1

By configuring ssh, only set IP can log in over ssh. I found this important since I'm going to provide public-facing web services which would expose my IP. Moreover, I can't use a CDN for some reason I prefer not to share. Furthermore, I need to protect against zero-days in sshd. (Credits: @mti2935 )

However, I don't have a static public IP and do not have control of the network environment. People on the network I'm using are potential attackers and I can't move to a new network. Plus the VPS provider does not provide a console application (or something that can change the configuration) in its web interface. For some other reason, I prefer not to pick another provider.

Thus, it is infeasible for me to whitelist my current public IP in the target server.

Thus, I decided to rent another VPS and use it as the midpoint. On this VPS, I follow the best practices for ssh without setting up IP whitelisting. On the target server, I only whitelist the midpoint. Then I ssh to the target server using the midpoint. Both VPS are of one provider. The midpoint is not going to be used for anything else.

Does it improve the security of the target server, or does it pose additional risks to it?

Is this problem better solved using other methods?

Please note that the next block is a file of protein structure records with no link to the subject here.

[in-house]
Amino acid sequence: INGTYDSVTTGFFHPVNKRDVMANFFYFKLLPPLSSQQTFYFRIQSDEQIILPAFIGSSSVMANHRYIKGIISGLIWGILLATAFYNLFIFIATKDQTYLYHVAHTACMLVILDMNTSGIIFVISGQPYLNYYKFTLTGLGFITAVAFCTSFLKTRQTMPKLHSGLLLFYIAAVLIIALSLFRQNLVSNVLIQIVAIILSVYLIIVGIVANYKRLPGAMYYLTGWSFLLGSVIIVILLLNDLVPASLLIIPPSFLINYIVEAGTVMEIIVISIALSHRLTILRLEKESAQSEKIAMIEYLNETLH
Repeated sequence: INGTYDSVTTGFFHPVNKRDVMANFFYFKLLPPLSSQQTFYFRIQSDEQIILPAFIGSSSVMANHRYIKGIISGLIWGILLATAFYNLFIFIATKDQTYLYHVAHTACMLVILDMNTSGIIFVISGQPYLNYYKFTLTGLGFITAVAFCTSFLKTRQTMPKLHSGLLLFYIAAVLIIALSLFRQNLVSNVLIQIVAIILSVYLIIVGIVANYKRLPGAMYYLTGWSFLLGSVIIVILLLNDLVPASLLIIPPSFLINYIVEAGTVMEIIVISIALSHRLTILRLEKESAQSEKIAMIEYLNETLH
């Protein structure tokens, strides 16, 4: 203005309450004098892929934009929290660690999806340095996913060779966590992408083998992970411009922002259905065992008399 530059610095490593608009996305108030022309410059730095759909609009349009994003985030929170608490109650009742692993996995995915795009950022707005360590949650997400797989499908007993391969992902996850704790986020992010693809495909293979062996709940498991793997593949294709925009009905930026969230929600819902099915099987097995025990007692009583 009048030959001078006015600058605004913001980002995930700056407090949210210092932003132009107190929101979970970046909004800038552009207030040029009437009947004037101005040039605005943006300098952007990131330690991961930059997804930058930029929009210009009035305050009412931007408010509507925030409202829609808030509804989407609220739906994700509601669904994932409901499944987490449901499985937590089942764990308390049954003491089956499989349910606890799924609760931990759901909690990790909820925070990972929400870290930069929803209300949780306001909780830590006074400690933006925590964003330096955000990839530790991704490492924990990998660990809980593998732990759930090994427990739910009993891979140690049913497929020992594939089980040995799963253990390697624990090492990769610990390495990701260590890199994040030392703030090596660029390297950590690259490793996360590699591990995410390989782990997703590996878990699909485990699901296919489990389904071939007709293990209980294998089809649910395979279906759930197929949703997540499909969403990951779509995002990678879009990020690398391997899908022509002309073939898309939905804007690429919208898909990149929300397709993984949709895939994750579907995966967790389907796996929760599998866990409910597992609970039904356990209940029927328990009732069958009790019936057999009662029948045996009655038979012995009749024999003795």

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By allowing SSH connections to the midpoint VPS from any source IP, then allowing SSH connections from the midpoint VPS to the target VPS, you are just moving the security hole from one location to another. At best, this is 'security by obscurity'.

I would suggest you scrap the idea of the midpoint VPS, and try to harden security on the target VPS as much as possible. First, you might be surprised that the IP address dynamically assigned to you by your ISP changes less frequently than you think. The IP address assigned to me by my residential ISP provider (Comcast) has not changed in over a year. So, allowing SSH connections only from your ISP-assigned IP address may be feasible. If your IP changes, you can always access the console of your VPS via your VPS provider's web interface, and update that firewall rule with your new IP.

If your IP changes too frequently, and this gets to be a hassle, then you might want to use a dynamic DNS service, like DynDNS, which will create a hostname that will always point to your current IP address. Then, you could create a cron job on your server to update the firewall rule automatically, when your IP changes.